Received date: July 20, 2015; Accepted date: August 13, 2015; Published date: August 17, 2015
Citation: Dan S, Karmakar S, Ghosh B, Pal TK (2015) Digitization of Clinical Trials in India: A New Step by CDSCO towards Ensuring the Data Credibility and Patient Safety. Pharmaceut Reg Affairs 4:149. doi:10.4172/2167-7689.1000149
Copyright: © 2015 Pal TK, et al. This is an open-access article distributed under the terms of the Creative Commons Attribution License, which permits unrestricted use, distribution, and reproduction in any medium, provided the original author and source are credited.
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Supervision provides a foundation for future workers to learn practical skills from a qualified professional, and is essential for the development of a profession. Supervision is also very much essential for developing workforces. Recently CDSCO has proposed to create an IT enabled system for online submission of various information on clinical trialsto streamline the process of approval, maintaining comprehensive database and monitoring The clinical trials for ensuring the protection of rights, safety and well beings of trial subjects and authenticity of the data generated. Looking at the current regulatory environment of clinical trial in India, it is very much important to collate all the information related to four major domains of clinical trial to bioequivalence study captured online in an organized manner. These domains are: Sponsor/ CRO, Investigator, Ethics Committee (EC) and Patient/ volunteer. In order to get access to all the information, all the sponsors/CROs, Investigators and Ethics Committees are required to put the information in a common repository related to a particular CT which will be updated by the stakeholders on day to day basis. The efforts of the Indian Regulators towards ensuring the patient safety and data credibility are discussed in the present study.
Central Drugs Standard Control Organization (CDSCO); Drugs Controller General of India (DCGI); New Drug Advisory Committees (NDACs); Technical Review Committee (TRC); Indian Council of Medical Research (ICMR); Serious Adverse Events (SAE); DSMB (Data and Safety Monitoring Board)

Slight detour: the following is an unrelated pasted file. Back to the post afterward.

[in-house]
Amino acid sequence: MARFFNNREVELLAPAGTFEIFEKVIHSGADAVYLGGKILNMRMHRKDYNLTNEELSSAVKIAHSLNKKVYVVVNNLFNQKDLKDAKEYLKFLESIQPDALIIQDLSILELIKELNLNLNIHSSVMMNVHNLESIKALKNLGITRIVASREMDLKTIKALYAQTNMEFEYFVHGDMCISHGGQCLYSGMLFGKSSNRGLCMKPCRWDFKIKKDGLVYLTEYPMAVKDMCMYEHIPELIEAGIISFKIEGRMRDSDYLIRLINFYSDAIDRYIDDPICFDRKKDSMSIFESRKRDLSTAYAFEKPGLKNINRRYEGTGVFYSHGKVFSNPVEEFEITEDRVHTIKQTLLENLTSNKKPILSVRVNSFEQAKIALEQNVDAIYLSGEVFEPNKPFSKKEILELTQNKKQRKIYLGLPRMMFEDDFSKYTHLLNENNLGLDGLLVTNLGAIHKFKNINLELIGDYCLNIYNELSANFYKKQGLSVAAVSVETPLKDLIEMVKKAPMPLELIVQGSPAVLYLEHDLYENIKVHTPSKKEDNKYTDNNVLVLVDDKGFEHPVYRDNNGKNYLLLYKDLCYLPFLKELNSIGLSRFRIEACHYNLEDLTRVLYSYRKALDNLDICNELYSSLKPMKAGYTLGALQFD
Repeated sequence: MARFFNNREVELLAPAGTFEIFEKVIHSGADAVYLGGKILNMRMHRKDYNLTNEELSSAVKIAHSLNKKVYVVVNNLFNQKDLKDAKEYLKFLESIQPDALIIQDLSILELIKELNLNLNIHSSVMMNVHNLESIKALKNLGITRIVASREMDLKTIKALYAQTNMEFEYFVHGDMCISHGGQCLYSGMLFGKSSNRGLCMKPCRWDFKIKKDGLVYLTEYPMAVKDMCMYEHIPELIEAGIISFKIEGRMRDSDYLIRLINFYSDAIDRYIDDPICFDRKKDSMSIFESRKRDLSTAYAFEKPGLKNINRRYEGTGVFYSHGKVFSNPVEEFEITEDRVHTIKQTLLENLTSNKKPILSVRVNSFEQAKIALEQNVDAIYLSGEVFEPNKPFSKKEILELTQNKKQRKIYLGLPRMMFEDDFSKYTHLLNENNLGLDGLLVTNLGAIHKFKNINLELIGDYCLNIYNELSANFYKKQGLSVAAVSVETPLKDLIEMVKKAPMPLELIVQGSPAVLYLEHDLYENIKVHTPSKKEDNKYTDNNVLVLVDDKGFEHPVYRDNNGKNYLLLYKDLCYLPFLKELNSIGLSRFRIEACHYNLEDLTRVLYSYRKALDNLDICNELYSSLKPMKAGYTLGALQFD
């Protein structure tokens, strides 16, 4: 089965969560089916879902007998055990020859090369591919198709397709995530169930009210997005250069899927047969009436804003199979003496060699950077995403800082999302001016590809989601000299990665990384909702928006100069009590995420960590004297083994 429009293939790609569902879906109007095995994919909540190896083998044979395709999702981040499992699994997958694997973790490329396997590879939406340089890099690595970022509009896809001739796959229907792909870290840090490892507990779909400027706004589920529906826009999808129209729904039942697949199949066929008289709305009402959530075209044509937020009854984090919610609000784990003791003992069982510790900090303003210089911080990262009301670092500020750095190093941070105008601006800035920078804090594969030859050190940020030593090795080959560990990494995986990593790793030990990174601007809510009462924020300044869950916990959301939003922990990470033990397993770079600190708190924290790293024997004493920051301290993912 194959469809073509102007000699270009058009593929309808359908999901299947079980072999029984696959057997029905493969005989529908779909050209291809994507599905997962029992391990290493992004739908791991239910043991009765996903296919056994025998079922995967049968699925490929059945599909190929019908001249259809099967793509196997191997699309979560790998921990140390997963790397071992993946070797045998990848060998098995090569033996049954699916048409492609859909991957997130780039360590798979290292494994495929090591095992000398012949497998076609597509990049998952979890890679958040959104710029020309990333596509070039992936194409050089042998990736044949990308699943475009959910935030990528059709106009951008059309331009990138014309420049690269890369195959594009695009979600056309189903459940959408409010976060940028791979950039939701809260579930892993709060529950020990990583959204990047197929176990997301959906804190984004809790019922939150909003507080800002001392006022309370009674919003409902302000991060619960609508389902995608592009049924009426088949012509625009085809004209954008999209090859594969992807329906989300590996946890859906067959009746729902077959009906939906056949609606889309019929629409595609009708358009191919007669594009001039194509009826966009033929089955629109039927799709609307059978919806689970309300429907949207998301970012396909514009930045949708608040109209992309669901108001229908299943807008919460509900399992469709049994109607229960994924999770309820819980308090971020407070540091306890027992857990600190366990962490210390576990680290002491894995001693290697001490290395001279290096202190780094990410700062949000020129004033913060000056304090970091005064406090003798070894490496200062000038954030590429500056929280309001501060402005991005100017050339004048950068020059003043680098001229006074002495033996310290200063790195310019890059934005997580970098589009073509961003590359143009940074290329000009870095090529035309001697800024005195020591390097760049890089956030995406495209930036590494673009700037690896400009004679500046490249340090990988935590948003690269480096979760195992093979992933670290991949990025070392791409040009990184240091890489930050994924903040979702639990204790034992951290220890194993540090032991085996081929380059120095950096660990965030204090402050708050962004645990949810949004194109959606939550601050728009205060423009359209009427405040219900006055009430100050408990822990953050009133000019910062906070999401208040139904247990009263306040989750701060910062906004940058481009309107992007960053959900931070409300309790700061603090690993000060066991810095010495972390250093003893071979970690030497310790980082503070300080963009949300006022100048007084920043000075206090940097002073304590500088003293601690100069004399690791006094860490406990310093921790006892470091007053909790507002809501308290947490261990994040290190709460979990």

India is a widely preferred location for the pharmaceutical companies in conducting clinical research for several reasons, including technically competent manpower, available patient of various demographic and clinical conditions, low costs etc. These advantages have made this subcontinent one of the world’s preferred destinations for clinical trials.
The growth of Indian Clinical Trial market turns down after some big controversies from 2012 onwards. There are various discrepancies reported like numerous death, unethical conductance, voids of proper regulatory permissions, trial related injury and compensations etc. Public activists (NGOs) acted as a whistle blower impinging Indian government and regulators to act promptly.
After a sharp decline in clinical trial activity in India after 2010, all stakeholders seem to agree that the key goal in conducting clinical research is patient safely and produce credible data and the Indian regulatory played the desired role to set the required standards and regulations addressing these issues.
Available regulatory guidelines for clinical research in India  are furnished below-
• “Schedule-Y” of the Drugs and Cosmetics Act (1940) and Rules (1945) 
• “Good Clinical Practices for Clinical Research in India” of CDSCO 
• “Ethical Guidelines for Biomedical Research on Human Participants” of Indian Council of Medical Research [ICMR]) .
After these controversies the government as well as judiciary along with other stakes holders sit together to amend the old regulations which results in the long awaited development of amended regulatory affairs). Some were more progressive in comparison to the rest of the world and were more protective of the trial subjects.
• Mandatory registration of all new clinical trials in the Clinical Trials Registry of India (as of 2009) .
• Registration of ethics committees; and use of language encouraging respect of participants’ cultural, educational, and economic backgrounds .
• Formation of New Drug Advisory Committees (NDACs) and Technical Review Committee (TRC).
• Audio visual recording of Informed Consent Process .
• Time frame of SAE reporting  etc.
Conducting any clinical trial in India essentially requires approval from the registered ethics committee. The DCGI will not sanction the permission to begin the study without this approval. The EC carefully reviews each of the clinical trial protocol submitted to them as per Schedule Y, the Good Clinical Practice Guidelines for Clinical Trials in India and other applicable regulatory requirements for safeguarding rights, safety and well-being of the trial subjects .
With the ethical clearance and other related essential documents the sponsor prepared a dossier for the regulatory submission. In India, trial can be started only after the regulatory permission.
This result in a very lengthy turnaround times for clinical trial approvals and under-enforcement of quality standards, which are features seem to be potential to dissuade foreign sponsors to conduct clinical trials in India and may have contributed to the reduced number of clinical trials and departure of international collaborators [10-12].